Shimer College

August 26, 2013

Beekeeping

We find ourselves, at the hive, at a fascinating interface between the human creative process and nature’s processes.
By Ed Vlcek

Look how desire has changed in you,

how light and colorless it is,

with the world growing new marvels

because of your changing.

 

Your soul has become an invisible bee.

We don’t see it working,

but there’s the full honeycomb.

 

-Rumi

 

It may seem a bit unusual for a Shimerian to choose to learn the fine art of beekeeping, but I have for years had a fascination with agriculture and the bugs that make it happen. I chose to intern as an urban beekeeper as a way to explore how we can alter the content of our daily lives, practically, in immediate (and often delicious) ways.

I started the first day of my internship with the Chicago Honey Co-op, a cooperative urban beekeeping endeavor with hives all over Chicago, by going to the thrift store. My mentor told me earlier in the week that I needed to wear light colored clothing (which he later explained had to do with the fact that throughout the evolutionary life of bees they have been attacked by animals with dark colored clothing), but I realized that I, in fact, did not have any. I searched the aisles endlessly, but couldn’t figure out what to do - should I get a long-sleeved white shirt, or a brown coat? Cotton or polyester? Unable to make the decision, I got a blue raincoat I had been meaning to get anyways, and walked away without a single piece of light colored clothing. In the end I went in the gray brown flannel I was already wearing. Maybe it was mildly offensive to the bees, but they were not immediately compelled to sting me, and it covered my arms pretty well.

The honeybee typically swarms in the spring when new brood (bee babies) is being laid. When a new queen has hatched out and challenged the authority of the old queen, the old queen leaves, and over half the hive can and often does go along with her. They will follow her wherever she goes, and this time she decided to land on a tree. Fascinatingly, the queen bee and the worker bee are genetically identical. It is only because of the ‘royal jelly’ the worker bees feed her in her development that she becomes a queen.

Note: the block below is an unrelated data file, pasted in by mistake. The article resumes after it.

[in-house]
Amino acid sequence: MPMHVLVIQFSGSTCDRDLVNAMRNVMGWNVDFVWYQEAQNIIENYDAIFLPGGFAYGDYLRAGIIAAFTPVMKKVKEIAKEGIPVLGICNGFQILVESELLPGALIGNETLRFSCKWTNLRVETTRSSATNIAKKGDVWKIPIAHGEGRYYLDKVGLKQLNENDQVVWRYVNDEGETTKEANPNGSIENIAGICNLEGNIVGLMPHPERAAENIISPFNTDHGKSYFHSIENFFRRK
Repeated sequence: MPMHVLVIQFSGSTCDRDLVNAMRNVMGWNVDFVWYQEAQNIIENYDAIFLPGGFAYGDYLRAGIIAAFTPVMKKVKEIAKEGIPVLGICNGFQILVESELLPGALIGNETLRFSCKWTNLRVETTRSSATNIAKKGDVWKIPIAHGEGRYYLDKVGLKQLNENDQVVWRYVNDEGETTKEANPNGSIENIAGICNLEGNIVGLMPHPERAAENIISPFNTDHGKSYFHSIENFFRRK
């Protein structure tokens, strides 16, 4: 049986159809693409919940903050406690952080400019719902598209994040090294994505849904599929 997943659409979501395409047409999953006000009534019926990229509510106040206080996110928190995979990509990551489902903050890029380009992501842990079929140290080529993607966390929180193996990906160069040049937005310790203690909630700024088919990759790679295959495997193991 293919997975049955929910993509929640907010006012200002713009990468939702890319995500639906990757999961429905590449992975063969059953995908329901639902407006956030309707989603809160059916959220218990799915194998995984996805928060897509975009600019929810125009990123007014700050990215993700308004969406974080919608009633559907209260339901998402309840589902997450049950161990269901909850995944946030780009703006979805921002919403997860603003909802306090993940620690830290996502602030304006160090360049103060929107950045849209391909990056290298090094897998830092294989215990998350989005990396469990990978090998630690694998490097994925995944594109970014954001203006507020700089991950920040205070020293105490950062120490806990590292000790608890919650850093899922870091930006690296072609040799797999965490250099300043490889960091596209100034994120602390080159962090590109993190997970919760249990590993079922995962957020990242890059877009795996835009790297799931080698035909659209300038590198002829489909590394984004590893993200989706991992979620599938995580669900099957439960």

To clarify, all worker bees are sexually immature females. The queen is a mated, mature female, and the ‘drone’ bees are males, whose only function is to fertilize the queen. All hive and child care, including food forage, repairs, and everything else barring actual reproduction, is done by the female workers. The queen can lay up to 2,000 eggs a day, most of which are workers, who live for about 3 and a half weeks. The hive is constantly reconstituting itself, and so the swarm is a natural expanding function – a way to create more hives from a healthy queen. Some Biodynamic beekeepers suggest that swarming is so fundamental to bee life that it should be allowed to happen, but this is not a common practice. Most beekeepers are very careful to destroy queen cells before they develop larvae, and thus limit the chance of swarming.

We find ourselves, at the hive, at a fascinating interface between the human creative process and nature’s processes, as well as the poetic and the scientific. We have lived with bees for so long, and we have perhaps begun to think that we know what they need, and what is best for them. But as they provide us with the gift of honey, we forget that the bee is not a machine that can be fixed or broken – they are living like us, only in a very different way.

Something about being with bees makes one reflect on these things. Maybe it is the hardly audible humming, or their peaceful nature, or maybe it’s the hot sun, but every day I spend with the bees I feel a little more centered. My guide is in some ways the same as them – he has something of a bee nature, and his way of approaching the world easily rubs off.

 

-Ed Vlcek